New diagnostics to inform antimicrobial treatment decisions


Source: Alberta Beef Producers

Research in progress

“Development of recombinase polymerase amplification (RPA)-based innovation platform for rapid detection of antimicrobial resistant (AMR) bacterial pathogens that cause bovine respiratory disease (BRD).”

LEAD RESEARCHER: Dr. Tim McAllister (Agriculture and Agri-Food Canada)

COLLABORATORS: Dongyan Niu, Kim Stanford, Shaun Cook, Brenda Ralston (Alberta Agriculture and Forestry); Trevor Alexander (Agriculture and Agri-Food Canada)


Bovine respiratory disease (BRD) is a complex and multifactorial issue that is the leading cause of morbidity and mortality in the feedlot. Involving bacteria (Mannheimia haemolytica, Histophilus somni, Pasturella multocida and Mycoplasma bovis) as well as viruses, individual animal characteristics and environmental influences, treatment and prevention of BRD continues to rely heavily on antimicrobials. Given increasing public scrutiny on beef production, including antimicrobial use (AMU), as well as the development of multi drug resistance in some BRD pathogens, an informed, targeted approach to treatment and prevention would improve animal health and welfare outcomes. This could also minimize the usage of antimicrobials that would be ineffective due to pathogen resistance.

The current technology available to accurately identify BRD pathogens as well as any associated antimicrobial resistance (AMR) relies on a culture and sensitivity method, where the bacteria is cultured, exposed to an antimicrobial, and assessed for survivability. This method can be useful for AMR surveillance and the development of general treatment protocols, but requires a longer time frame than is practical for immediate treatment decisions. This project proposes to use a DNA based detection system similar to those used in point of care diagnostics for human medicine in remote locations.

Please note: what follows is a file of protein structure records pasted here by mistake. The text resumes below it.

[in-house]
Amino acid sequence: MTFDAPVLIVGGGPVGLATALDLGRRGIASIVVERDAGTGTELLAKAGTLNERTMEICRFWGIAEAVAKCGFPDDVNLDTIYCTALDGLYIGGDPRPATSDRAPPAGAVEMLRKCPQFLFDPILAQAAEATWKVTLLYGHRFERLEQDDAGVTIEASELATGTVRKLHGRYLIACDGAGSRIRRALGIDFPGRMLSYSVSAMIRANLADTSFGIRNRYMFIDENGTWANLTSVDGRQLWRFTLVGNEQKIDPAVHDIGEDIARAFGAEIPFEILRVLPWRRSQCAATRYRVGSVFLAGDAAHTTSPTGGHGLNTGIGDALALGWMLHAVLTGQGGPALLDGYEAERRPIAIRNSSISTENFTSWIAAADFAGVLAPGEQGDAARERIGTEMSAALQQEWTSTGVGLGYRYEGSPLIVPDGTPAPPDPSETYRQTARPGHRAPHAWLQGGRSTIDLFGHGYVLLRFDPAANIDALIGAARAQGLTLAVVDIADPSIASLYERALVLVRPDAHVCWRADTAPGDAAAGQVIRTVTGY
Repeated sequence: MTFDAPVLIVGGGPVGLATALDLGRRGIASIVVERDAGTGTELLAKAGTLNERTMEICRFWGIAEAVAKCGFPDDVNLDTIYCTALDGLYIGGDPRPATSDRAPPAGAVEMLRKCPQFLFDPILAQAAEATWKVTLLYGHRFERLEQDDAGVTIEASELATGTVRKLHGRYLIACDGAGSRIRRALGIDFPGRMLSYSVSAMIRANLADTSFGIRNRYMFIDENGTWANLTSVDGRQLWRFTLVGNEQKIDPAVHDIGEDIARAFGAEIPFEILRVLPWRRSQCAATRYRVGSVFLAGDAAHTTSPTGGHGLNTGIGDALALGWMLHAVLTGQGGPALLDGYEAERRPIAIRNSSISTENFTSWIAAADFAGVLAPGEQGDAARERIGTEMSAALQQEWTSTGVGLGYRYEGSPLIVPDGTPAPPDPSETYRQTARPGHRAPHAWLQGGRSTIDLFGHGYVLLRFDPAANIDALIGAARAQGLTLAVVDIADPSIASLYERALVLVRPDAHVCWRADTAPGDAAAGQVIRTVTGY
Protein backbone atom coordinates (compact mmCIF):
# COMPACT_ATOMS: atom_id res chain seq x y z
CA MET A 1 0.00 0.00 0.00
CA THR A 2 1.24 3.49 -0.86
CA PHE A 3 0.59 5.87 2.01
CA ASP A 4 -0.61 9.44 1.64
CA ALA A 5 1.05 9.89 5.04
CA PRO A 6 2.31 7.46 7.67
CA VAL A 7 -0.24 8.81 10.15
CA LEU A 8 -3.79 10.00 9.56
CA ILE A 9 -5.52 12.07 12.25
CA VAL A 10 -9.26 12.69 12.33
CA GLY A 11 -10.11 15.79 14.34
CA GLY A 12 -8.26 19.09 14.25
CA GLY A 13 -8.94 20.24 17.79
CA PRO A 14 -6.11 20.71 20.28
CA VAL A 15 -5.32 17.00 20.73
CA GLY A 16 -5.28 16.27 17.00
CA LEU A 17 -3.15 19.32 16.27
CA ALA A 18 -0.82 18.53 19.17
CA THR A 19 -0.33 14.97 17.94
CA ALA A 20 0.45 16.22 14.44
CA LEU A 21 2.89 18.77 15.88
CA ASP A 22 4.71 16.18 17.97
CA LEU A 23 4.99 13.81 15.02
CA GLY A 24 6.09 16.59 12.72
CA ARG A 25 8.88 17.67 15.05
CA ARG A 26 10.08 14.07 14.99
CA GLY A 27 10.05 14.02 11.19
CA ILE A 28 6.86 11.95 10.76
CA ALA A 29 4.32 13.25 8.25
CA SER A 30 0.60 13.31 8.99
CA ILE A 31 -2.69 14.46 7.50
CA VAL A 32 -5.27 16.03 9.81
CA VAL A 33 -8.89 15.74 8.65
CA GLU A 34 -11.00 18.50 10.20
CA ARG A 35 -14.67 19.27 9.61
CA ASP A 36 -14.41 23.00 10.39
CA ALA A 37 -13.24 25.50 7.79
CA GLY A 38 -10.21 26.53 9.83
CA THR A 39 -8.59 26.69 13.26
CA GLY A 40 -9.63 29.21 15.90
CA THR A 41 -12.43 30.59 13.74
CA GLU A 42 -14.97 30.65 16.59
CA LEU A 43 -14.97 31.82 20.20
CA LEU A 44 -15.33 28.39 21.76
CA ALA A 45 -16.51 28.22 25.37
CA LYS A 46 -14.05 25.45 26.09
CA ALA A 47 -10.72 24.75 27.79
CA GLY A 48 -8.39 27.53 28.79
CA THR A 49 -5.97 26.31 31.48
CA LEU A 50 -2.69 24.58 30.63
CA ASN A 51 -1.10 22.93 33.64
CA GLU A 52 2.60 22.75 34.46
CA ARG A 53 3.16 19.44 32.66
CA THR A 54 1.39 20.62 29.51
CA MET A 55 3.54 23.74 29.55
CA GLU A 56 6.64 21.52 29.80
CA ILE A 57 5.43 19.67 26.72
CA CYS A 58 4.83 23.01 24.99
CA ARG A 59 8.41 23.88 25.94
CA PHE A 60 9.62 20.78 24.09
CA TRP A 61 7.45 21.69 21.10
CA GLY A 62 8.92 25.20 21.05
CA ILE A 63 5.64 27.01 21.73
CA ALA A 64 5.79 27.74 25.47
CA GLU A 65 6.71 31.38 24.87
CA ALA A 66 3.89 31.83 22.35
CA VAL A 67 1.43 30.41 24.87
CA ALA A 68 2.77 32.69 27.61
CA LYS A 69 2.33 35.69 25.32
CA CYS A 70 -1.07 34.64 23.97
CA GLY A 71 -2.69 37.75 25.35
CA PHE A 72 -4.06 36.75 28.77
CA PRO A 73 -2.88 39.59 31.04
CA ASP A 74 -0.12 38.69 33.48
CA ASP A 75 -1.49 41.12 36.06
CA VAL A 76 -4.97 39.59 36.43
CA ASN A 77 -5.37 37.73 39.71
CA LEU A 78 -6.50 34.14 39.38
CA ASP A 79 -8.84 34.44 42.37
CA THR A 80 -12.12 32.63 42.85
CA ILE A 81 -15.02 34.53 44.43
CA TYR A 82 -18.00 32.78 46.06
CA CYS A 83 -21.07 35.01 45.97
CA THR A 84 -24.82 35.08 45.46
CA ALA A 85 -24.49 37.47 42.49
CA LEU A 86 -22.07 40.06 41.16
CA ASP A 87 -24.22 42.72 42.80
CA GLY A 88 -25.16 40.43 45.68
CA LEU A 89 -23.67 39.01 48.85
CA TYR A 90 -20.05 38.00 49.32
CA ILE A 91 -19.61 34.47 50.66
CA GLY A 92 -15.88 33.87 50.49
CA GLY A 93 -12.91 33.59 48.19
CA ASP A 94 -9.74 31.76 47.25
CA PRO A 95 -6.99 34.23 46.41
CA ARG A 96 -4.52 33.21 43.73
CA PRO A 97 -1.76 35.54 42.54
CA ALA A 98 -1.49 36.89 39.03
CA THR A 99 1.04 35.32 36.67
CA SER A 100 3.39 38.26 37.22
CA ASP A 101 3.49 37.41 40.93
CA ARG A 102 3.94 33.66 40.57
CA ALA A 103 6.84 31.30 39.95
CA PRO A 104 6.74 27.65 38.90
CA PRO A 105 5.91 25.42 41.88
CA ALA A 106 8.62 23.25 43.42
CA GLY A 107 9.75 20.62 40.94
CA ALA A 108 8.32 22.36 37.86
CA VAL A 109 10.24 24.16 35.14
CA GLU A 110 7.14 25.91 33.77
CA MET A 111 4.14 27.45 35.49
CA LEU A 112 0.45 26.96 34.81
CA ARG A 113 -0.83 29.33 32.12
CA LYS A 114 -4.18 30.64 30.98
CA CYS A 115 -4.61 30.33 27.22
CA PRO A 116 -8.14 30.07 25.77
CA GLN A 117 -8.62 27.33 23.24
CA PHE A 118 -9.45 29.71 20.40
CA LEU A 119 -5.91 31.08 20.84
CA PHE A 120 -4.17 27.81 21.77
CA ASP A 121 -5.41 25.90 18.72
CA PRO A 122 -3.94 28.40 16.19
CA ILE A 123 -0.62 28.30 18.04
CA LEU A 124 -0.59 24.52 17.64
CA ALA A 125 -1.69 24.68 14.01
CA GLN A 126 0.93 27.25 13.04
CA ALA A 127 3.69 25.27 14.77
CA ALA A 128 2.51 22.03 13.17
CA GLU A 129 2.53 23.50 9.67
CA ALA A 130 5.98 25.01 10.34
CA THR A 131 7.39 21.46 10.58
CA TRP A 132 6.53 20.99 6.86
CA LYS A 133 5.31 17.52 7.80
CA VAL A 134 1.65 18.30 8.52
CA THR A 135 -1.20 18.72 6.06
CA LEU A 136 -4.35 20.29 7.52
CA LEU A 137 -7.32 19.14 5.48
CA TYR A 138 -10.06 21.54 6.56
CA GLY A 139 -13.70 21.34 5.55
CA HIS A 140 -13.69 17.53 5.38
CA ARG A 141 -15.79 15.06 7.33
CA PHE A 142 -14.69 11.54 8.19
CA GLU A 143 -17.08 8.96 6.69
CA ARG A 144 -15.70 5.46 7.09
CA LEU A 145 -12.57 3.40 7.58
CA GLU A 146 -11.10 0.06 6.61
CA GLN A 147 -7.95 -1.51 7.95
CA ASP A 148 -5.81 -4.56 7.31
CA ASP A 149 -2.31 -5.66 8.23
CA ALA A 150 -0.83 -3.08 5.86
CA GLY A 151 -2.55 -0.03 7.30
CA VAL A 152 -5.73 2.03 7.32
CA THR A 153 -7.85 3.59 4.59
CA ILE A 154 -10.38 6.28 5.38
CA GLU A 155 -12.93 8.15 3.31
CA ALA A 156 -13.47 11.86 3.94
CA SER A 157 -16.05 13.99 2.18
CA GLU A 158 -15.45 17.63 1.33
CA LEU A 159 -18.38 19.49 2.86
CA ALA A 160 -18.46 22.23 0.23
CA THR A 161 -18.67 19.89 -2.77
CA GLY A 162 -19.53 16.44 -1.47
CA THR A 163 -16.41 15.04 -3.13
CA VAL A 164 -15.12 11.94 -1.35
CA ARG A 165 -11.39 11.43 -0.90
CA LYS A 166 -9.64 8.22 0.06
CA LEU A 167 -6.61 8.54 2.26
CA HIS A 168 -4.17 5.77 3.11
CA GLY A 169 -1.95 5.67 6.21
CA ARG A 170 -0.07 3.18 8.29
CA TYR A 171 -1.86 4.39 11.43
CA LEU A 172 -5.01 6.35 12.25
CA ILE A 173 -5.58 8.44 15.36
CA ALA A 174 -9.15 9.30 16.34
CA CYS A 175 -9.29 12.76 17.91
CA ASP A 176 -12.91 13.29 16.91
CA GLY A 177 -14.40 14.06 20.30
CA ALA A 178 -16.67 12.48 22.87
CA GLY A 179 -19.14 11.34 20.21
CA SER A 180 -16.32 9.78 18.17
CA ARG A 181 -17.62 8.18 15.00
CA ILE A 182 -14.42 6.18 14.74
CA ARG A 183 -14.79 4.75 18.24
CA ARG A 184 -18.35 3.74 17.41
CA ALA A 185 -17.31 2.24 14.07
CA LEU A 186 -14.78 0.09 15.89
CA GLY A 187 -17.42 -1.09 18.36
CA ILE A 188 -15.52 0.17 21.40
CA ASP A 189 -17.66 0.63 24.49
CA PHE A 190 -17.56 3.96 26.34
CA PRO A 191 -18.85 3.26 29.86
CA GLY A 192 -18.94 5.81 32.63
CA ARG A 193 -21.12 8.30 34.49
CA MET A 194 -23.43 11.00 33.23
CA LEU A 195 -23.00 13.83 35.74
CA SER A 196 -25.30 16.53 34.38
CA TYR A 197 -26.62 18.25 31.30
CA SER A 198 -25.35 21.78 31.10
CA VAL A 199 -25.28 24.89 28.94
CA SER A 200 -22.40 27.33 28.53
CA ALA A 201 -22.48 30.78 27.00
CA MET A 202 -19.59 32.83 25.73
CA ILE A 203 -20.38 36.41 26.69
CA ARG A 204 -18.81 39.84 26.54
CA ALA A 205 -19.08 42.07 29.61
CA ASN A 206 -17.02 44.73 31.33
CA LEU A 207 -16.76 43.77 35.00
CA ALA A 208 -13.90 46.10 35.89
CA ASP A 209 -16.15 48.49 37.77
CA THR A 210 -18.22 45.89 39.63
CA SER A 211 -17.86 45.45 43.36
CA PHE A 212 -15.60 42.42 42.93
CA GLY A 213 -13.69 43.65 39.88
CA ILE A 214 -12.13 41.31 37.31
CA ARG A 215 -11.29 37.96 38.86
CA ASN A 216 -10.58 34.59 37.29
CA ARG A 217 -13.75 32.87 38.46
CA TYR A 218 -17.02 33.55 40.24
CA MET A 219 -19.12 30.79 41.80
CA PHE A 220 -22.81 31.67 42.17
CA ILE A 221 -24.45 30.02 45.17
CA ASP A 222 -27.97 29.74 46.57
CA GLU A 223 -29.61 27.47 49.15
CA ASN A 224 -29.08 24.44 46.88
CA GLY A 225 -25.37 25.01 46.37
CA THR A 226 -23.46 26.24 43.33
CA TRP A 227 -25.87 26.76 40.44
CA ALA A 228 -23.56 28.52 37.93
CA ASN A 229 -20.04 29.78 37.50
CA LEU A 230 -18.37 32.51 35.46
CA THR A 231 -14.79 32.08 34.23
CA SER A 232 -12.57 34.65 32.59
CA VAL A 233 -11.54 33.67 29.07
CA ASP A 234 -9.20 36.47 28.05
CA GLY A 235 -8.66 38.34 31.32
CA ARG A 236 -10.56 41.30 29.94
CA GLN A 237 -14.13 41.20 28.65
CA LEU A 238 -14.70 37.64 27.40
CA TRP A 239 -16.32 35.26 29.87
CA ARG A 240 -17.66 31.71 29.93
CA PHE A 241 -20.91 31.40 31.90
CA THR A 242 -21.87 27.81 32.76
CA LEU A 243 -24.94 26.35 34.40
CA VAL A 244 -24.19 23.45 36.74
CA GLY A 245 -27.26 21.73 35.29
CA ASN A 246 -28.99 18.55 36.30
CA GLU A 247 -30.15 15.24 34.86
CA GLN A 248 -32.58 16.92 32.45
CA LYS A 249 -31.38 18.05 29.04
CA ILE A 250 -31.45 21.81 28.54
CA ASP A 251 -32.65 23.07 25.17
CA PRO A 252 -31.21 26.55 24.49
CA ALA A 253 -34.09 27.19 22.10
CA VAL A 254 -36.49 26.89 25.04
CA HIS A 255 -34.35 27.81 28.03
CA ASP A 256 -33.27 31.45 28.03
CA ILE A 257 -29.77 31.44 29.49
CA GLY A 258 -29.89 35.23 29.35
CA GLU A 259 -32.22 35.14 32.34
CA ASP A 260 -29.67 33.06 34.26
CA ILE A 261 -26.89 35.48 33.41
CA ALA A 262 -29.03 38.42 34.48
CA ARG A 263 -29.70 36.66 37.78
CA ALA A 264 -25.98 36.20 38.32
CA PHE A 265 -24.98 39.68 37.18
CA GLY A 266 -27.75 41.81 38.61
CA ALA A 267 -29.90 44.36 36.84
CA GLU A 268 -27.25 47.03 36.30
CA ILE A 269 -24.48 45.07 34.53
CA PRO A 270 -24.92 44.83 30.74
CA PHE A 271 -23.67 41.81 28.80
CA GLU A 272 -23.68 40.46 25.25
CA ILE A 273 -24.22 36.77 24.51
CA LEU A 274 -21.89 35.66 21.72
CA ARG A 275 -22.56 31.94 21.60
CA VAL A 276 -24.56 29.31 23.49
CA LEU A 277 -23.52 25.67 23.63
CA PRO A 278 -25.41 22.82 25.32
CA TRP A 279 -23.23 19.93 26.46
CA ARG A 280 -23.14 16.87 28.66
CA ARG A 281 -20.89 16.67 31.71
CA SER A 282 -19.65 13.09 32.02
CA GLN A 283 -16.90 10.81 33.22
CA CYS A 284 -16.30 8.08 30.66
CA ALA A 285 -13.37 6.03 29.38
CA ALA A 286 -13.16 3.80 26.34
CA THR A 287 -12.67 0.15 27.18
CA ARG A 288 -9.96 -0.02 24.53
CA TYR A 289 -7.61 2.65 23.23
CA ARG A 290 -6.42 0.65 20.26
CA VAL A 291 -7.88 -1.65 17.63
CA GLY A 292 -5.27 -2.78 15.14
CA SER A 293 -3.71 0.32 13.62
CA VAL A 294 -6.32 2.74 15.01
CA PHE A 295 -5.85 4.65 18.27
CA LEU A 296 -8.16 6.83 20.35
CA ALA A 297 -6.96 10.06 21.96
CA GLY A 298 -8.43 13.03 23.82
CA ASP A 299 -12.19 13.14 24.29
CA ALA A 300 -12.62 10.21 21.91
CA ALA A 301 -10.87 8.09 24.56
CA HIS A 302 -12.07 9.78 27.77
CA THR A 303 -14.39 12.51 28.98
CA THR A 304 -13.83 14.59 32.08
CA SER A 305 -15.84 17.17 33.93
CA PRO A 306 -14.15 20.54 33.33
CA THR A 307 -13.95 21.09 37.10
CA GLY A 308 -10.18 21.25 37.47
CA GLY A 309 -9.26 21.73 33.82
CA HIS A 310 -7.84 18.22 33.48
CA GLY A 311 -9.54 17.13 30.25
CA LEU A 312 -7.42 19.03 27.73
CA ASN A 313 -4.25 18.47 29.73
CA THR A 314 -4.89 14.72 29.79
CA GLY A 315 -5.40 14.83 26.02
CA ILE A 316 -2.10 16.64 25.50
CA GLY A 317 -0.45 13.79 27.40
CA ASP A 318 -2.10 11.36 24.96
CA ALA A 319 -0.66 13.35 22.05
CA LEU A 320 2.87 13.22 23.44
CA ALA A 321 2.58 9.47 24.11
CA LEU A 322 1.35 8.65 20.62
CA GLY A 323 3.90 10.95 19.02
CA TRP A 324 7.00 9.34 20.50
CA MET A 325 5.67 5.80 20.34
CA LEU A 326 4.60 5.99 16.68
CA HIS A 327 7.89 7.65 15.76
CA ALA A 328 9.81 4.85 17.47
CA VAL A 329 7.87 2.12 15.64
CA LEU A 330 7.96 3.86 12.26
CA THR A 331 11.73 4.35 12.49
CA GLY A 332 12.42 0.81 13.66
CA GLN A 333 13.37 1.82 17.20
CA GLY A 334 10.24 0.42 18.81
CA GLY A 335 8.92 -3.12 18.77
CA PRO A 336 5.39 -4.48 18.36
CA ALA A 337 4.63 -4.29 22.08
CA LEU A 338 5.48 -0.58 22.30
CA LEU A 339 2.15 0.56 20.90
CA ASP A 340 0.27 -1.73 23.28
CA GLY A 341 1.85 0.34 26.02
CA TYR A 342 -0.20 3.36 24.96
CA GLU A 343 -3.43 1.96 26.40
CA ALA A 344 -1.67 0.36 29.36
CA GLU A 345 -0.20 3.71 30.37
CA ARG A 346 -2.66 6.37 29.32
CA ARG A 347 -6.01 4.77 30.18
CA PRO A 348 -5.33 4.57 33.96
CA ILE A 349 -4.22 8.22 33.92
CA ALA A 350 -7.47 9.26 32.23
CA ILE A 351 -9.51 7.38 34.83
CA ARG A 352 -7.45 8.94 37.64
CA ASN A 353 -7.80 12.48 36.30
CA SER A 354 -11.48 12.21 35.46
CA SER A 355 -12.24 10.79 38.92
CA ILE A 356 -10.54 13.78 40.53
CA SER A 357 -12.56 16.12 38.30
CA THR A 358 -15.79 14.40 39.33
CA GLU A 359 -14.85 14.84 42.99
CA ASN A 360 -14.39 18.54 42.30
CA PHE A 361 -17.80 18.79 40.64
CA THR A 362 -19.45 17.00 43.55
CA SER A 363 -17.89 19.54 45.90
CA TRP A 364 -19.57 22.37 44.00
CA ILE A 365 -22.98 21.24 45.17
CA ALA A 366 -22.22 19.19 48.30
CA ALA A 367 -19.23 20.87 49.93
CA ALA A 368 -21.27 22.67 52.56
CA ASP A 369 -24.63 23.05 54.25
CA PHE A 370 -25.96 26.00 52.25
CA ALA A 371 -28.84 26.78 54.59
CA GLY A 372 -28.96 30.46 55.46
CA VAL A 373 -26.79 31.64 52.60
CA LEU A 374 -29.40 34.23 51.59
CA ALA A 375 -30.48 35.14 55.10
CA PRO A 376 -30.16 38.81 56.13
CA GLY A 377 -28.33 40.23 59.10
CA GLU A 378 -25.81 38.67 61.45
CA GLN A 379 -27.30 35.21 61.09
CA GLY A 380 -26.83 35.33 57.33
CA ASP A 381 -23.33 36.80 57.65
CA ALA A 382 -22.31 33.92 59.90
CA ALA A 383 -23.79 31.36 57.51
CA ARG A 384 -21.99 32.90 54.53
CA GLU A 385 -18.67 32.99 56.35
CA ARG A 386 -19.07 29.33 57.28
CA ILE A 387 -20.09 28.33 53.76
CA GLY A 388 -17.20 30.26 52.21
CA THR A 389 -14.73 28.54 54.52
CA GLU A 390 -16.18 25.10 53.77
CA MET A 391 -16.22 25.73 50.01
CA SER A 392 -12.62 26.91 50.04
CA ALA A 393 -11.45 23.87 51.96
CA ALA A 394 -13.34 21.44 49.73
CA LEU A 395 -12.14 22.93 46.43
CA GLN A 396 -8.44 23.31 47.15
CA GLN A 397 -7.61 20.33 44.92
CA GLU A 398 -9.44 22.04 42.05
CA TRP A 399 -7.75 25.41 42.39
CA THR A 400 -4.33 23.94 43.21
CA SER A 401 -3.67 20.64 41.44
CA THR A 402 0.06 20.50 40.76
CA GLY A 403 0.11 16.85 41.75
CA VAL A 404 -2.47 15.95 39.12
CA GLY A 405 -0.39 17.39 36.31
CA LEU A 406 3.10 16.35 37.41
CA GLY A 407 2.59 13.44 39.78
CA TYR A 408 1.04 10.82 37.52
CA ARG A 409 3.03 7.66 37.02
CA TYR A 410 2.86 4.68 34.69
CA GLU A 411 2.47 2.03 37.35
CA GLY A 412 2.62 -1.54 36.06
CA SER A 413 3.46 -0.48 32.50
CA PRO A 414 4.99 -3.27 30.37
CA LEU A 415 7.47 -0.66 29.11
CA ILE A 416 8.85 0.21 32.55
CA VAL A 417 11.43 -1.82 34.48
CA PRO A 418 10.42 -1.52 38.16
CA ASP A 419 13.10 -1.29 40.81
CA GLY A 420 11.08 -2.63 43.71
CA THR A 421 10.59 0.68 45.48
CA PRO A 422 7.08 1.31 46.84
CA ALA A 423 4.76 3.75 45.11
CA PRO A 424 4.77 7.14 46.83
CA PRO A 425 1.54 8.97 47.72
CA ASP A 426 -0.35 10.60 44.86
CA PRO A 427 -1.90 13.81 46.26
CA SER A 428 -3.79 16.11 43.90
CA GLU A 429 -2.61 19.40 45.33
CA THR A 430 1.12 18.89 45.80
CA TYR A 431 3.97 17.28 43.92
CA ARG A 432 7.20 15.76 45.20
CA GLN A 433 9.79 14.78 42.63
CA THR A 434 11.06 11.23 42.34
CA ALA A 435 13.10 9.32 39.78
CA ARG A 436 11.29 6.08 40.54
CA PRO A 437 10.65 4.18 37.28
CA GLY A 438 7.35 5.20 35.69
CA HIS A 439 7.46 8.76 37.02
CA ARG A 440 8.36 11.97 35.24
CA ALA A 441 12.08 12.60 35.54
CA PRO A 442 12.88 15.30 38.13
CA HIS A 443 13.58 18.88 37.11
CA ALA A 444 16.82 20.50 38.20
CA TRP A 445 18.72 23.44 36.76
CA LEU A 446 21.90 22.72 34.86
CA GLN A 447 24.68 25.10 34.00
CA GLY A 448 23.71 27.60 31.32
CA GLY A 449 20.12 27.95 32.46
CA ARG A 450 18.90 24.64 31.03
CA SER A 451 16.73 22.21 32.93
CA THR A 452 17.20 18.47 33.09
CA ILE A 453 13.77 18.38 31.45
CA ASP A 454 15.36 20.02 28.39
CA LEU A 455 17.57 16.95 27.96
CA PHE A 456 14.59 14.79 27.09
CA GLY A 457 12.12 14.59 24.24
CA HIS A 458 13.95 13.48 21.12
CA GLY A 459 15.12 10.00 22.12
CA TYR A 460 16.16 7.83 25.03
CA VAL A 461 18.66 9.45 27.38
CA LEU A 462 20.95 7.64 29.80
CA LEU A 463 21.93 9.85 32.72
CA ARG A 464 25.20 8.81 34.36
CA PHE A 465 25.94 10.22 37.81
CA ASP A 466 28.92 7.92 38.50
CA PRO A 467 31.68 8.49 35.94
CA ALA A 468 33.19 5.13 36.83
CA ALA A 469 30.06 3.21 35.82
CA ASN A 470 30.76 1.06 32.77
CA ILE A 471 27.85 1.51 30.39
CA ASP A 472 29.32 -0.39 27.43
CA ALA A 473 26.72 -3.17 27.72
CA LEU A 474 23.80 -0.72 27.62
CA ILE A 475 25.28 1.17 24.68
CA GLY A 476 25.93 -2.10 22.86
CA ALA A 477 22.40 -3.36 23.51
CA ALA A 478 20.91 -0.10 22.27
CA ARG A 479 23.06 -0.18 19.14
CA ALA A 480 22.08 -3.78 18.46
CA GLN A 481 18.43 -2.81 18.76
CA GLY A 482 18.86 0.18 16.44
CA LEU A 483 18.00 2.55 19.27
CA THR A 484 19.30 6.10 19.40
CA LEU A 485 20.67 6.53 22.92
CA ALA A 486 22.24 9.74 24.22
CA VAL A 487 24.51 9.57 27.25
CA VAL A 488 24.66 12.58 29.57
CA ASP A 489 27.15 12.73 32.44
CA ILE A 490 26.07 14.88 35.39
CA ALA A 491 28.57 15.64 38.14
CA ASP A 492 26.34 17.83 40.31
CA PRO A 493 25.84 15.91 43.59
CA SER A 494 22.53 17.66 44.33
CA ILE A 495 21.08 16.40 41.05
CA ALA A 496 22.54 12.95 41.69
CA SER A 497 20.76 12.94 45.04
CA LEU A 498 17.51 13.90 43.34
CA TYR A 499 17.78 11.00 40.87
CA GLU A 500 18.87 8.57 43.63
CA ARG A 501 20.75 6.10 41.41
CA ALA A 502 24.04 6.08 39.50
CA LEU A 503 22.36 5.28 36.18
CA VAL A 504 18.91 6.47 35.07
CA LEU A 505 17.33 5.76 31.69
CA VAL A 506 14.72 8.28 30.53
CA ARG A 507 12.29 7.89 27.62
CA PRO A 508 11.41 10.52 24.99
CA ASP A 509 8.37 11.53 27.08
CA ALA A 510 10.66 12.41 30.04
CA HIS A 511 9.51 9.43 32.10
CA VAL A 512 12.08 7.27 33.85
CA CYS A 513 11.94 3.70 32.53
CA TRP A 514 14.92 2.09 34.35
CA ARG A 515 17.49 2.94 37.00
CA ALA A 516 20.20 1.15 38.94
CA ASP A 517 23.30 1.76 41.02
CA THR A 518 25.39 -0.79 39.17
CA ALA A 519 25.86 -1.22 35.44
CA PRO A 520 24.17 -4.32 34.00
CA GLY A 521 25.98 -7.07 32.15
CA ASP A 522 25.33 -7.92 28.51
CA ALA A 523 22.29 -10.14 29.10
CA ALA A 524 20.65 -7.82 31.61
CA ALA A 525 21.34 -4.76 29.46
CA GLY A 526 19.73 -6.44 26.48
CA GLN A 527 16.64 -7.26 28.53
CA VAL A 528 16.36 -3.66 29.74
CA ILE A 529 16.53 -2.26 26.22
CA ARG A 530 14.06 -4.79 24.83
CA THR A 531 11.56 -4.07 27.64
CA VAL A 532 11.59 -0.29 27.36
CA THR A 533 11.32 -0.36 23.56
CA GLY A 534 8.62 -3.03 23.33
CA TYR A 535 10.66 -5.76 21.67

The objectives of this study are to:

• Design and screen the appropriate DNA primers and optimal temperatures for detection of BRD pathogens and common AMR genes.

• Develop a test that can detect multiple pathogens and AMR genes at the same time.

• Determine the specificity (true positive rate) and sensitivity (true negative rate) of the test under practical conditions in both healthy cattle and those diagnosed with BRD.

• Evaluate the performance of the test’s ability to correctly detect BRD pathogens and AMR profiles.

• Develop a portable test kit and validate it under field conditions in a commercial feedlot.

Implications of the Research:

By correctly identifying the pathogens and any associated AMR in cattle diagnosed with BRD, treatment decisions can be made to ensure that the right drug is used for the right bug, reducing inappropriate use of antimicrobials (by ensuring that the pathogen is susceptible to the antimicrobial used), and improving treatment effectiveness.

This project is also supported by Alberta Agriculture and Forestry


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